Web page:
Three Bad Shots And One Good Shot Still Make Par

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Posted by Dexter Francois | Posted in , , , | Posted on Friday, May 13, 2011

In my case, it was four bad shots and one good shot that got me a par on the Indian Bend Golf Course, at Camelback Golf Club. I got out early yesterday with Bryce and Zeb. It's getting hotter and hotter by the day, so it's always best to get out before the sun becomes unbearable.

Walter Hagan is known as one of the best golfers of all times. He was an entertainer who lived everyday to the fullest, indulged in the "good life", and was a fierce competitor who wasn't satisfied unless he won.

Hagen was also known for hitting a lot of bad shots. It would have  been interesting to see Hagen and Seve Ballesteros play each other in a match play event. Both were known for hitting wayward shot after wayward shot, but still walking away with par or better.

In the movie, Bobby Jones: Stroke Of Genius, Hagen's character is talking with Jones' character about his style of play. He says, "Now what you have to understand Bobby is that three bad shots and one good shot still make par. You see Golf is the game of recovery."

I experienced this yesterday on the par 5, 540 yard, 13th hole. I pulled my tee shot well left of the fairway into the trees. I ended up on a dirt patch and chunked it badly but it got into the rough lining the fairway.

Despite being in the rough, I had a good line into the green. I had more trees to the left but it shouldn't have been a problem. But they were. I pulled a hybrid and the ball made a b-line towards the woods. Somehow the ball ricocheted off a branch and back into the fairway, leaving me a 40 foot pitch.

Pretty disgusted with myself, I walked up to my ball and all of a sudden a calm came over me. I have been practicing my chipping and pitching a lot lately and as I sized up my shot, I felt like I was in a familiar place. I thought to myself, "I've made this shot before in practice. Do it now."

I picked the spot I wanted to land the ball. Took a couple practice swings to get the feel of the shot and then hit the shot. It landed left of where I aimed it but took an awkward bounce to the right and then trickled up to the hole and in for a par.

So what did I learn from this? Never give up on a hole. There have been times when I hit bad tee shots, and that's it. The hole is over. I'm expecting a double, even triple bogey. The pros hit tons of bad shots but they never pack it in. They are always scrambling. Now I understand.

Indian Bend golf course is a great course to play. The fairways are pretty much flat as are the greens. Made for a decent putting day. No 3-putts for the entire round. With only one double bogey, I shot an 81. The best score I have ever posted.

And while we're on the subject of good putting. Although I had that great chip in, I have to say that the shot of the day goes to Bryce. We were on the par 3, 11th hole, which was playing 139 yards to the flag. We all hit the green, but Bryce pulled his a little and ended up near the fringe, 60 feet away from the cup.

Bryce looked over his putt, trying to find the line. This was definite 3-putt range. He took his stance, swung back and through, and the ball started towards the hole. It seemed as if time stood still and everything went quiet as the ball made its way up to the hole. The ball had perfect pace and just fell over the edge for a two. Great birdie!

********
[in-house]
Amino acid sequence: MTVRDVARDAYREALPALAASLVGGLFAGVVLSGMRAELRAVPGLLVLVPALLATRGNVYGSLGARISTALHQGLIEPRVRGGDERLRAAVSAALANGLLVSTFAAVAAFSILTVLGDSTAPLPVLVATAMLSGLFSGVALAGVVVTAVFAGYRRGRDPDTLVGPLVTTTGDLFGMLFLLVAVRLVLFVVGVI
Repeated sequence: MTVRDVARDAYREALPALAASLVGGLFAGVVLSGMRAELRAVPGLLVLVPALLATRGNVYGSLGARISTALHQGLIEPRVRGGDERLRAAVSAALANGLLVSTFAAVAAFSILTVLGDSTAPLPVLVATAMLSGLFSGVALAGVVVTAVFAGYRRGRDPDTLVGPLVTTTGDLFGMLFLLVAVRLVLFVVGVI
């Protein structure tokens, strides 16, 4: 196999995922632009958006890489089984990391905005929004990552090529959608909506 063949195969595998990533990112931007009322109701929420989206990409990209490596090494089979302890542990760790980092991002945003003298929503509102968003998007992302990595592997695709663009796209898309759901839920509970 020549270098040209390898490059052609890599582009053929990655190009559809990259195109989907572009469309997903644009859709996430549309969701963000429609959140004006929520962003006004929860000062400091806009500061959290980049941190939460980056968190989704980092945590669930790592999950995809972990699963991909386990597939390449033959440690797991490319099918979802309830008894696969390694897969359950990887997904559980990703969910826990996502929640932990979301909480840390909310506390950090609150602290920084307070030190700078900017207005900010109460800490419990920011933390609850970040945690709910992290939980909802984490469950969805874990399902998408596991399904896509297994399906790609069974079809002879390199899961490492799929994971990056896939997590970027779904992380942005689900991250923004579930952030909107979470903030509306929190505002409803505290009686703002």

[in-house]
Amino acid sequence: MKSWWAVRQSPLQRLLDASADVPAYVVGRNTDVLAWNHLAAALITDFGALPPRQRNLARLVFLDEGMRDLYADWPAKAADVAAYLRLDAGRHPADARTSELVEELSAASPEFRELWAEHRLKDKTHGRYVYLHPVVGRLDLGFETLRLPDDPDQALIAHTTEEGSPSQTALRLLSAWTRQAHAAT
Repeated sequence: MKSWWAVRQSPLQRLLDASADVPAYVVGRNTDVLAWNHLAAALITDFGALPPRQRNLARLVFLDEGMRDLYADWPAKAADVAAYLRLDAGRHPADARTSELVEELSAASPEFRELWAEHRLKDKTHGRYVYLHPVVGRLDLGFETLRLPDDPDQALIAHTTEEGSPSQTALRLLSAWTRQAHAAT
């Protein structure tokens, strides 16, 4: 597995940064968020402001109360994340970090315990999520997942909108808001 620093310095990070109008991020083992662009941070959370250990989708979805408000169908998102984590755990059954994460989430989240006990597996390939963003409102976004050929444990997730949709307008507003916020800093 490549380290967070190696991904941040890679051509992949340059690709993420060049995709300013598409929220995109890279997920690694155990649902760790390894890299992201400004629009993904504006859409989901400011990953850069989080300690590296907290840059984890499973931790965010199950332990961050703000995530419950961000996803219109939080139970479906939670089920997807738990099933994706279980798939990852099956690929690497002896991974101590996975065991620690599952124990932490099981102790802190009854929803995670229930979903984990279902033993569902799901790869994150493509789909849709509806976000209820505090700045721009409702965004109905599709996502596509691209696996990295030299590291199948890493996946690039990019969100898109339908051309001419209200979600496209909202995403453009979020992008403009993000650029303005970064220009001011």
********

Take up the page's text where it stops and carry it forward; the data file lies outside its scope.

I'm looking forward to playing The Padre Course which the other eighteen hole track that is apart of Camelback Golf Club. As I was driving past the course, I noticed that the fairways and greens are bit more uneven and undulating. It makes for a pretty scene, but will probably be a bit more challenging.

So an 81. Almost made my goal of breaking 80. A few putts just skirted the edges. I hit few bad chip shots, but I feel that I'm close. Like Walter Hagen, I have to remember that the hole isn't over until the ball falls into the cup. And... that I can recover from anything. Good advice in golf and in life. Have a great round and always hit your target.



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Posted: 5/12/2011 Share on Facebook
Camelback Golf Club (Indian Bend Course) Tees: Beige, Slope: 119, Rating: 69.6
Attested By: Matt Bryson


Indian Bend Course Front Nine
Hole 1 2 3 4 5 6 7 8 9
Out
Par
4
5
3
4
4
5
4
3
4

36

6 5 3 4 4 5 5 4 5
41
FIR:

# Putts: 2 2 1 1 1 2 2 2 2
15
GIR:


Back Nine
Hole 10 11 12 13 14 15 16 17 18
In
Par
4
3
4
5
4
3
4
4
5

36

5 3 5 5 5 4 4 4 5
40
FIR:

# Putts: 2 2 2 0 2 2 2 2 1
15
GIR:


Pars: 10
Bogeys: 7
Doubles: 1
Par 3 Avg: 3.5
Par 4 Avg: 4.7
Par 5 Avg: 5.0
FIR: 6 / 14
GIR: 5 / 18
Putts: 30
Putts per GIR: 2.0
Scrambling: 5 / 13
Bounce Backs: 4 / 8


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Comments (2)

  1. May 13, 2011 at 6:50 PM

    Several poor shots and one miracle for a par is not the best approach to golf but does emphasise the need to keep a positive mental attitude and not let a poor shot or bad break get you down. By the time you hit your next shot, the previous shot should be forgotten and strategy laid out to hit a good recovery. Always keep positive swing thoughts and trust your swing to accomplish what you realistically determine what you want to accomplish on your shot.

    http://hittingthegolfball.com

  2. May 13, 2011 at 7:31 PM

    That's what I took away from the whole experience. I try to let the last shot go and just focus on the one at hand. Whenever my attention is on what a bad shot I made on the previous swing, my next shot is sure to be just as bad. Good advise Denny.